St. Charles County passed the Kratom Seller Registration Ordinance #19-070, creating a new Chapter 237. Effective Oct. 21, 2019, Chapter 237 requires retail sellers of kratom products to register online. Registrations are valid for two years and cost $600. As a condition of registration, the seller agrees to comply with Chapter 237, including labeling and inspection. While not banned, kratom IS NOT County approved and is in no way deemed safe for use by the passage of this seller registry.
The law requires sellers of kratom to:
- Submit all kratom product labels for review.
- Inform consumers with proper labeling and a written statement.
- Refrain from selling adulterated or concentrated kratom.
- Refrain from selling kratom products to those under 18 years of age.
What You Should Know Before Using Kratom
Natural kratom comes from mitragyna speciosa, a tropical evergreen tree in the coffee family that is native to Southeast Asia. Kratom is consumed as a pill, capsule or extract that can be dissolved into a drink. The dried leaves may also be brewed into a tea. The most common form of consumption is the extract.
Effects of Kratom
More research is needed to substantiate anecdotal effects kratom may have. What is known is that kratom affects the
mu-opioid receptor in the brain—the same receptor that affects the brain when using heroin or other opioids. Too much kratom, or adulterated products, can lead to respiratory depression and has been associated with death. Kratom may cause psychosis and hallucinations. The products may be addictive and can have a synergistic effect when taken with other medications.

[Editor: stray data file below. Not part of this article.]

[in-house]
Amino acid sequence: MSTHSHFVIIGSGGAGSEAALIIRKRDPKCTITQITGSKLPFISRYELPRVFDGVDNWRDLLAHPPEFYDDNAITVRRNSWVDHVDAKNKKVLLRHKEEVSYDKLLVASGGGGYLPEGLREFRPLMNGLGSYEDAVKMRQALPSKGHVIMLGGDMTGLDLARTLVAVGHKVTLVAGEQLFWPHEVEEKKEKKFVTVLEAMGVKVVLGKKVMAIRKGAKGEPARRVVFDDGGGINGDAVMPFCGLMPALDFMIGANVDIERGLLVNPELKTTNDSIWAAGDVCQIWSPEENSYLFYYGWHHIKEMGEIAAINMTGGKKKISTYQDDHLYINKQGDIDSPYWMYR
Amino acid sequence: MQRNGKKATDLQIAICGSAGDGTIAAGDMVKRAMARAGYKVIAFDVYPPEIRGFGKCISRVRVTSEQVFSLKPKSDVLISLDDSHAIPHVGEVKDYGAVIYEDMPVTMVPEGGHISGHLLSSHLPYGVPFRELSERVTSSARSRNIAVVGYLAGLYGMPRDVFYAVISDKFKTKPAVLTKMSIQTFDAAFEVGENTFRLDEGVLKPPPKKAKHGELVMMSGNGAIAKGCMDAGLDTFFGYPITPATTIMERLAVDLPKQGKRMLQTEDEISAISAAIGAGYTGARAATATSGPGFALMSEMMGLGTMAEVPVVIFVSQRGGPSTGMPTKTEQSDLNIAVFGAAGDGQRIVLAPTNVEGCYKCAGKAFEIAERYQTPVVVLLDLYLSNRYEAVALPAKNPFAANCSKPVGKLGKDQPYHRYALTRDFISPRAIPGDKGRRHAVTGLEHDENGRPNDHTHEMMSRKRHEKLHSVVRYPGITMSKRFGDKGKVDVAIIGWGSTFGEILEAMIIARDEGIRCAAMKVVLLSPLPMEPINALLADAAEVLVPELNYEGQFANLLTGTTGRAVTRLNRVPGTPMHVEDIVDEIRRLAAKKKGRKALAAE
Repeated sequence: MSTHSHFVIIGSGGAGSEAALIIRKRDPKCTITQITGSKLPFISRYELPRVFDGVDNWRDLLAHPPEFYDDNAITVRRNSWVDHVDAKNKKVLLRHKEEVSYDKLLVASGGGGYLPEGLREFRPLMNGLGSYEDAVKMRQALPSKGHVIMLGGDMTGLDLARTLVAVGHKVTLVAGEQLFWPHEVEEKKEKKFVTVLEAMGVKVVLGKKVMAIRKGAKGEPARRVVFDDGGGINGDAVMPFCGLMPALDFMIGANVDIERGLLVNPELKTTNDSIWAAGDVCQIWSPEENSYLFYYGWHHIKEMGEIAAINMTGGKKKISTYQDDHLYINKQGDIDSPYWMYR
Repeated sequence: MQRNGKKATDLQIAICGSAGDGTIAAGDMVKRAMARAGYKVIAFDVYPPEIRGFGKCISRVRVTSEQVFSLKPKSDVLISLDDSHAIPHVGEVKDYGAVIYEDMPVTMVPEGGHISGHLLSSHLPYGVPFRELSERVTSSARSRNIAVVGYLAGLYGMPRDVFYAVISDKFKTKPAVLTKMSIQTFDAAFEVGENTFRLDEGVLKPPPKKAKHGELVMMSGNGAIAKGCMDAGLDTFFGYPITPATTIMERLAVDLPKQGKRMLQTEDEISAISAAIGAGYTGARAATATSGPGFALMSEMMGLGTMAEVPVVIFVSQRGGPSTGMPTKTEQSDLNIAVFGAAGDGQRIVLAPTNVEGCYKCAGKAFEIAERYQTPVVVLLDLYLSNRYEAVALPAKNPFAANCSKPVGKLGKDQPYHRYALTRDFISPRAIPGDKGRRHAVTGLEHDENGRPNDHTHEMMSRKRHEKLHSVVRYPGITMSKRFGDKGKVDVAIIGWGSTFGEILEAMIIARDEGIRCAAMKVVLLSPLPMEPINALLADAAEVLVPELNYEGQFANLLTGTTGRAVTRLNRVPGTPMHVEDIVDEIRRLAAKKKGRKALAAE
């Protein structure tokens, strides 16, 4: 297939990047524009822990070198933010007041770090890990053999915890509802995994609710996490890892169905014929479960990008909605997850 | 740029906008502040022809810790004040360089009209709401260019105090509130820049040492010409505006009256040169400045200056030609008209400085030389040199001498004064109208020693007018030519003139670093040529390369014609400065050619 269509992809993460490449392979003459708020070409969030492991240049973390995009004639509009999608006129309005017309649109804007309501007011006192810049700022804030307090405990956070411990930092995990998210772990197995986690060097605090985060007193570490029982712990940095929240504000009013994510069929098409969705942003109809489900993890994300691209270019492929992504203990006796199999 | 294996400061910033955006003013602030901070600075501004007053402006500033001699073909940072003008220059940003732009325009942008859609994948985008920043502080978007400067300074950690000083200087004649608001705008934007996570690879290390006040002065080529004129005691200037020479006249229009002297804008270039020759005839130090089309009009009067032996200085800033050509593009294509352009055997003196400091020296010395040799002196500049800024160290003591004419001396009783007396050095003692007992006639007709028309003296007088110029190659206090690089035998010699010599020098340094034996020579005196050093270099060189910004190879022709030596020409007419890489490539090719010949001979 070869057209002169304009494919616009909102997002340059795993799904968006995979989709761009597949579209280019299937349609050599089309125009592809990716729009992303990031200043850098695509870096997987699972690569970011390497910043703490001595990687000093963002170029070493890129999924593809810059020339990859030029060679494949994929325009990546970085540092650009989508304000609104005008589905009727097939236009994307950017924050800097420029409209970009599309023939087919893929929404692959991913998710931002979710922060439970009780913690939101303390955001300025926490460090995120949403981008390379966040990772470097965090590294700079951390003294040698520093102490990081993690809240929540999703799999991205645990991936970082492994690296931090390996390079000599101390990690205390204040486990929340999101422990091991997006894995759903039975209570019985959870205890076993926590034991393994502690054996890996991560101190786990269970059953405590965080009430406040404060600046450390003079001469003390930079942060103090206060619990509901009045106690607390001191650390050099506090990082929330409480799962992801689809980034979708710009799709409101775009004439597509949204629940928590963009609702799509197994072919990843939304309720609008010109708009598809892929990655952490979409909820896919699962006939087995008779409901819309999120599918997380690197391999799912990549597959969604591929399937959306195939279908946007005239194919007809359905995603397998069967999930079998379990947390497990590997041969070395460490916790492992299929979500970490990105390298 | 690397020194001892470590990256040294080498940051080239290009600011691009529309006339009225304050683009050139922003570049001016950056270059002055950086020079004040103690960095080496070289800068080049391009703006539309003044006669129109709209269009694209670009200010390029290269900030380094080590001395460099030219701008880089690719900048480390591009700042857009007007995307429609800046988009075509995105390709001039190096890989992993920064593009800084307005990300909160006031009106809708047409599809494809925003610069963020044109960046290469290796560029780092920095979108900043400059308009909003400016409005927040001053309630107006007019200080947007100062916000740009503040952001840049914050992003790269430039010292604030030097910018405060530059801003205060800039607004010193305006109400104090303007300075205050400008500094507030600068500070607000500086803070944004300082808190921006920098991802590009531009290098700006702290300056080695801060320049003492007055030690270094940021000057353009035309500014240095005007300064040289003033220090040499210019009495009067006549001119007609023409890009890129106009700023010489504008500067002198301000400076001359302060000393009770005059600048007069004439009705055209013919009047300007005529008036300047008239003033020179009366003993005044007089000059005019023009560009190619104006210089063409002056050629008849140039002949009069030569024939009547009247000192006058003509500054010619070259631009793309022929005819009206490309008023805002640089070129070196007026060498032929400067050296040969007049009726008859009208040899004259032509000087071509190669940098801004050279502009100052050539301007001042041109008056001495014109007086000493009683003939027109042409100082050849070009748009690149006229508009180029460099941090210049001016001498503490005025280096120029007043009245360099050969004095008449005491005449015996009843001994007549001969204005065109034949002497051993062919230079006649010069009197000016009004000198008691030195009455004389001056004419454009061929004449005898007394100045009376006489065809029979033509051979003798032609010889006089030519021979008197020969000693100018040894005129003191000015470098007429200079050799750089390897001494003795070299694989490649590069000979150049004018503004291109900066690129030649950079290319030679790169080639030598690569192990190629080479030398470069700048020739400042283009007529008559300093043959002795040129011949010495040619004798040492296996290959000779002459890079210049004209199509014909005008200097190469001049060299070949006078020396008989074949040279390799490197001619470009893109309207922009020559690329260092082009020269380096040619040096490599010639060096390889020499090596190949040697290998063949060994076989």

There are no known dosage recommendations for using kratom or its related products. Kratom should not be taken without consulting a physician and should not be taken with anti-depressant medications.
Concerns About Kratom
Kratom is a botanical that qualifies as a dietary ingredient under the Federal Food, Drug and Cosmetic Act. Manufacturing facilities are not federally regulated, and substantial adulteration of the product has been known to occur. This adulteration can be harmful. The Federal Drug Enforcement Agency (DEA) has listed kratom as a "Drug of Concern."
Many states have banned kratom or passed local controls. A few examples where local controls exist include Utah, Georgia, Arizona and Nevada. States which have banned kratom include Vermont, Rhode Island, Wisconsin, Indiana, Alabama and Arkansas. Cities with bans in place include Denver, Colorado; San Diego, California; Sarasota, Florida; Alton and Jerseyville, Illinois; and Columbus, Ohio.